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Love, Loss, and Sensory Memories

Sensory memories may forever remind us of our attachment to someone.

Key points

  • Sensory cues can evoke memories of someone we have loved and lost.
  • Smell and taste are the most common priming sources that activate memories.
  • We may become habituated to a close relationship with someone, and come to believe we have undervalued them when they are gone.
  • Our sensory memories of a lost loved one may become activated during everyday activities.

Our senses of smell, taste, touch, sight, or hearing can take us on a journey into memory. Our memory-retrieval skills enable us to match the past with the present, just as our perceptual skills enable us to connect a stimulus in the present to an event in the past.

We often do not realize that implicit sensory memories activated by a sound, smell, tastes, sight, or touch may motivate the recollection of an attachment to someone. The smell of a lost loved one, the taste of a certain food reminiscent of them, or music that we once attached to the image of a particular person will activate memories. We may be unaware of what we are remembering even though we are likely to feel the gist of that memory and have an image of a departed person in our mind or a circumstance in which they were present.

Gustatory (Taste) Memory

In the early 1900’s, French novelist and essayist Marcel Proust introduced the term “involuntary memory.” In his novel In Search of Lost Time, he wrote about visiting his mother who had offered him tea and a petite madeleine. As he drank the tea along with tasting the madeleine he felt an exquisite pleasure, an all-powerful joy. Proust concluded that the sensation he felt was not in what he had consumed, but was within himself, connected to memories of his youth. He pointed out how a repetitive sensory experience—in this case, taste—can evoke the past and alter our perceptual and phenomenological responses.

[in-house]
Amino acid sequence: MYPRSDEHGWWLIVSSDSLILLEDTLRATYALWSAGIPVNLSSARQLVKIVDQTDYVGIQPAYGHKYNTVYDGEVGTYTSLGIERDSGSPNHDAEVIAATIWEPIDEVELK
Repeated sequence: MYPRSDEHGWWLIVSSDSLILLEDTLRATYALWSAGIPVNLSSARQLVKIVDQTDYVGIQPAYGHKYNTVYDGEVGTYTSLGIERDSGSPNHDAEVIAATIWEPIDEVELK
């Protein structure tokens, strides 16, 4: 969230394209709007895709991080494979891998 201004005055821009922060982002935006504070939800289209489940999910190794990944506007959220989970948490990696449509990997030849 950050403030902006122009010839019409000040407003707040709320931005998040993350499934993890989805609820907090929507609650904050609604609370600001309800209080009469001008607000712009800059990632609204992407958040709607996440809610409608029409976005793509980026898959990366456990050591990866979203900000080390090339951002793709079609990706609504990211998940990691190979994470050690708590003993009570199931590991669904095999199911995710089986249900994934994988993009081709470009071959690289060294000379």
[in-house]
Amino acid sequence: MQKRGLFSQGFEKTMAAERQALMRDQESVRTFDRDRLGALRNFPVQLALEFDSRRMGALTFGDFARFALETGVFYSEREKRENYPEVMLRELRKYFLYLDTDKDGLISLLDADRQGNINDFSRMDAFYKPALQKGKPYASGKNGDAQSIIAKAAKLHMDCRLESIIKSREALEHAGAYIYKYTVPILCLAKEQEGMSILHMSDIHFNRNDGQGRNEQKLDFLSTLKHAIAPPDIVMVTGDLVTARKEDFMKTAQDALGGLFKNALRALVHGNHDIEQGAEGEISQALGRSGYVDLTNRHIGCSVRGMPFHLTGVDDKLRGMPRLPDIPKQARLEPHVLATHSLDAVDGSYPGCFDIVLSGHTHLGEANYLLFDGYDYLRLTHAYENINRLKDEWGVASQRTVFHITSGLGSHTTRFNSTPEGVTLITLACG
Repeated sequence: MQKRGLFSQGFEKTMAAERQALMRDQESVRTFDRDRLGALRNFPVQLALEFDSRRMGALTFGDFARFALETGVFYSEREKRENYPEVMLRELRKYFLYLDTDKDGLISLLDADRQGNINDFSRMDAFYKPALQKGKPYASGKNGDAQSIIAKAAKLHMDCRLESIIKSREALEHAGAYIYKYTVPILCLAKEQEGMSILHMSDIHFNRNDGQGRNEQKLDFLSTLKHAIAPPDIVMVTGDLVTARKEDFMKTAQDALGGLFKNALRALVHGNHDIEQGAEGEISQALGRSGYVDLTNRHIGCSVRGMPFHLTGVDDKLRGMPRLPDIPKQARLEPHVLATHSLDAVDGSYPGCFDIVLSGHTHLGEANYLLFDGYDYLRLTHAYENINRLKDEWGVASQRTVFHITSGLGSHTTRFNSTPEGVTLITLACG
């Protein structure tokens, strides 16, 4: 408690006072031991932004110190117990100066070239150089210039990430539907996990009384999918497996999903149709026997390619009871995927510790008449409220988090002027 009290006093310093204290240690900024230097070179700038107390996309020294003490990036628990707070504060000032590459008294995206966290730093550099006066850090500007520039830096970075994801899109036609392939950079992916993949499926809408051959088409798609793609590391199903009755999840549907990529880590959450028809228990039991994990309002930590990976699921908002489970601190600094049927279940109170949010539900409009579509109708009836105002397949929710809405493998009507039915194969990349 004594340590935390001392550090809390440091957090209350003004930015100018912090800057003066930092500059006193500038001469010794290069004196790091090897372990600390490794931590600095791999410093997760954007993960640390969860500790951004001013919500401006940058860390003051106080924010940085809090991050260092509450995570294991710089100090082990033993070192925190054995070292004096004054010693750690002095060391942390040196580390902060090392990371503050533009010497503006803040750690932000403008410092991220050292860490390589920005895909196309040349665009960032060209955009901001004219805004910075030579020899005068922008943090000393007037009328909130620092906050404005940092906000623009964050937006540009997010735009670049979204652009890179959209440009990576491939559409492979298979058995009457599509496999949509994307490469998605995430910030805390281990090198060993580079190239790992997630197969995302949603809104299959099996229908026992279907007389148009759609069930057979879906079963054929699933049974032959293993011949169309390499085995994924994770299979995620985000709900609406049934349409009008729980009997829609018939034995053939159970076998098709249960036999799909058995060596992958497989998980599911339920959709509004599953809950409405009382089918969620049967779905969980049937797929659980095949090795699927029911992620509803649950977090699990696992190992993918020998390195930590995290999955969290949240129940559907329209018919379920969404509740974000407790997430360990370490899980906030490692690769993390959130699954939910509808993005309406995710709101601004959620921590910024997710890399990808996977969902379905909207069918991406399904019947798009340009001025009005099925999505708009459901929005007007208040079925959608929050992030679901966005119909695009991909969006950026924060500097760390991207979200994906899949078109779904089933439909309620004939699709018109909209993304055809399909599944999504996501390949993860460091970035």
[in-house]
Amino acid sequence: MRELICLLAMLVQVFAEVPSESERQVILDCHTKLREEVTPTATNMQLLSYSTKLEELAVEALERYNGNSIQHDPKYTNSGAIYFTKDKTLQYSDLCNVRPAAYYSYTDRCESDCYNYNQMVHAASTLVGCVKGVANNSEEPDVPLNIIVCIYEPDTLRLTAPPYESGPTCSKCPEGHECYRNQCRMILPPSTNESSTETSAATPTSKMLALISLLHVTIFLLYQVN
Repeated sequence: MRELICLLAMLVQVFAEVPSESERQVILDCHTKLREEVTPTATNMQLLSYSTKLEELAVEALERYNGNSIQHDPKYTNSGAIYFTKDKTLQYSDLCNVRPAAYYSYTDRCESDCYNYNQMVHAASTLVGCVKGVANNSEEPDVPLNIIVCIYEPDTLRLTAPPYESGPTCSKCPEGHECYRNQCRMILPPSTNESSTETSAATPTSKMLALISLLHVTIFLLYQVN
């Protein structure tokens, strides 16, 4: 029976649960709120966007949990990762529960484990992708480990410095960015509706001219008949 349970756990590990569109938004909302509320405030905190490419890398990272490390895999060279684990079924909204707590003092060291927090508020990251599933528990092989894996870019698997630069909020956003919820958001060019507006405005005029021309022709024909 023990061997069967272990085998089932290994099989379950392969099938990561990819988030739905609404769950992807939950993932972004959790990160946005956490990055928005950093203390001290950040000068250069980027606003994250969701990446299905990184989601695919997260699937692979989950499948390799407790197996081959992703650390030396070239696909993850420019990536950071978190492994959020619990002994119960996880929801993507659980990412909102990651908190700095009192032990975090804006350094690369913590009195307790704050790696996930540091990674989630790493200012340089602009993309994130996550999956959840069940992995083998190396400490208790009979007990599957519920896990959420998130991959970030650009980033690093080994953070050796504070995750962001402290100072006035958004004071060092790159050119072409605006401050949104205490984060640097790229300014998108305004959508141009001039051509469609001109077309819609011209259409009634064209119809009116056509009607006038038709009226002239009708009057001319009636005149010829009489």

Involuntary memories, also known as involuntary explicit memory, involuntary autobiographical memory, involuntary conscious memory, and “the Proust phenomenon,” occur without our conscious effort when certain cues are encountered in everyday life, such as taste, trigger recollections of the past (see Marčetić, 2017). Unfortunately, just as we do not “taste” a certain meal we have been eating for a month, we may also become habituated to a close relationship with someone, such as a spouse, partner, or parent. Thus, if they die or leave us we may believe we have undervalued the person most important to us, when it is merely that our brain had become familiar with them.

Because the sensory mechanisms induced by eating also include the context of consuming food, such as where and how food is eaten, and with whom, we might expect that the loss of a loved one could influence the survivor’s appetite and response to food in general. For example, if we always eat dinner with a spouse, partner, or child, their absence may be painfully conspicuous during mealtimes, aside from the general distress that can affect our appetite.

Olfactory (Smell-Related) Memory

Loss-related memories of our experiences with smells can become activated by present circumstances that match stored information. As a result of memories, various odors can increase our heart rate or elevate our blood pressure. On the other hand, something we smell can also lower our heart rate and blood pressure, thereby creating a sense of well-being or calmness.